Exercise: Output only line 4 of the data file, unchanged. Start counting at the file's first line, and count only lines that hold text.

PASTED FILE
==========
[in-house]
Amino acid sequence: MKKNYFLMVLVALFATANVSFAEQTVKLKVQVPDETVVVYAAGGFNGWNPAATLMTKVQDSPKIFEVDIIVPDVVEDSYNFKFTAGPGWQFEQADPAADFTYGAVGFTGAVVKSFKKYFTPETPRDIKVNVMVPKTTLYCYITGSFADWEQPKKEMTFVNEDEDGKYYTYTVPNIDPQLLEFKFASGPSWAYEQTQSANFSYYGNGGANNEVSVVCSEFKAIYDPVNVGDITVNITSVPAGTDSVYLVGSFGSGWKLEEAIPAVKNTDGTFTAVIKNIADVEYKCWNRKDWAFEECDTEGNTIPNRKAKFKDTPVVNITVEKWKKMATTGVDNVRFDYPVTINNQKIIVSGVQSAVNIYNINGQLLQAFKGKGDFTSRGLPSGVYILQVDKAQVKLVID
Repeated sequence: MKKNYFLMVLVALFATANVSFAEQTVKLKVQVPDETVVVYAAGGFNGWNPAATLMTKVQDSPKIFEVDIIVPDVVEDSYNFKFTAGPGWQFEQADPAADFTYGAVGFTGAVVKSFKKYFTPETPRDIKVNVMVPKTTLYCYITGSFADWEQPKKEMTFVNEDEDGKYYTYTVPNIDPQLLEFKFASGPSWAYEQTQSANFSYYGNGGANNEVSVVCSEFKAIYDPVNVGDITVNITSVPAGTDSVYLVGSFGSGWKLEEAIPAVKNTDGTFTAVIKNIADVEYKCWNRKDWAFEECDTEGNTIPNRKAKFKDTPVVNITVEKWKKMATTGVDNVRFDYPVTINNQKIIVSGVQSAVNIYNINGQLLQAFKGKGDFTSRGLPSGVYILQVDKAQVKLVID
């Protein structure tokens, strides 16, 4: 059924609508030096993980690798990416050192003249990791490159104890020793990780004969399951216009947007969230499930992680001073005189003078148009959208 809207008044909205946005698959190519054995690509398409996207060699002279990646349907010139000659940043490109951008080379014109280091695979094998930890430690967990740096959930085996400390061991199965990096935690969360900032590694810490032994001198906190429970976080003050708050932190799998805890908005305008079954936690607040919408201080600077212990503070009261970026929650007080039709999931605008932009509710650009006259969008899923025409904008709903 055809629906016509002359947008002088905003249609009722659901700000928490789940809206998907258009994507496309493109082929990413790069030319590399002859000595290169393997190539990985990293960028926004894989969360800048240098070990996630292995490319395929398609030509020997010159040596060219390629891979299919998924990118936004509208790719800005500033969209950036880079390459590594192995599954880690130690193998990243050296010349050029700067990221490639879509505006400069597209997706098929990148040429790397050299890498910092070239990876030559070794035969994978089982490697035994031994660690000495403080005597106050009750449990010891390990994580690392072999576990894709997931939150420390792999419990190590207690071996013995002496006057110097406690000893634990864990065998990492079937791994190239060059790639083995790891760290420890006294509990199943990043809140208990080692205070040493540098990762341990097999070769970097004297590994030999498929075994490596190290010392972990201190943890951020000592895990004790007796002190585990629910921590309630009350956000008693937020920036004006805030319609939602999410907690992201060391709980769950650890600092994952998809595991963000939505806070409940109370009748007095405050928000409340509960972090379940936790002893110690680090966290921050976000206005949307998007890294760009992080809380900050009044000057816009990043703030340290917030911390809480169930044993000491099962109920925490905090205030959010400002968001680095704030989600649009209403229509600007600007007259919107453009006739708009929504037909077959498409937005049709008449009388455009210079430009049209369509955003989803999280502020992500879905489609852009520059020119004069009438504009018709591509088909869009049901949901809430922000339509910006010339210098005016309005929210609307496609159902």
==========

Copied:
């Protein structure tokens, strides 16, 4: 059924609508030096993980690798990416050192003249990791490159104890020793990780004969399951216009947007969230499930992680001073005189003078148009959208 809207008044909205946005698959190519054995690509398409996207060699002279990646349907010139000659940043490109951008080379014109280091695979094998930890430690967990740096959930085996400390061991199965990096935690969360900032590694810490032994001198906190429970976080003050708050932190799998805890908005305008079954936690607040919408201080600077212990503070009261970026929650007080039709999931605008932009509710650009006259969008899923025409904008709903 055809629906016509002359947008002088905003249609009722659901700000928490789940809206998907258009994507496309493109082929990413790069030319590399002859000595290169393997190539990985990293960028926004894989969360800048240098070990996630292995490319395929398609030509020997010159040596060219390629891979299919998924990118936004509208790719800005500033969209950036880079390459590594192995599954880690130690193998990243050296010349050029700067990221490639879509505006400069597209997706098929990148040429790397050299890498910092070239990876030559070794035969994978089982490697035994031994660690000495403080005597106050009750449990010891390990994580690392072999576990894709997931939150420390792999419990190590207690071996013995002496006057110097406690000893634990864990065998990492079937791994190239060059790639083995790891760290420890006294509990199943990043809140208990080692205070040493540098990762341990097999070769970097004297590994030999498929075994490596190290010392972990201190943890951020000592895990004790007796002190585990629910921590309630009350956000008693937020920036004006805030319609939602999410907690992201060391709980769950650890600092994952998809595991963000939505806070409940109370009748007095405050928000409340509960972090379940936790002893110690680090966290921050976000206005949307998007890294760009992080809380900050009044000057816009990043703030340290917030911390809480169930044993000491099962109920925490905090205030959010400002968001680095704030989600649009209403229509600007600007007259919107453009006739708009929504037909077959498409937005049709008449009388455009210079430009049209369509955003989803999280502020992500879905489609852009520059020119004069009438504009018709591509088909869009049901949901809430922000339509910006010339210098005016309005929210609307496609159902």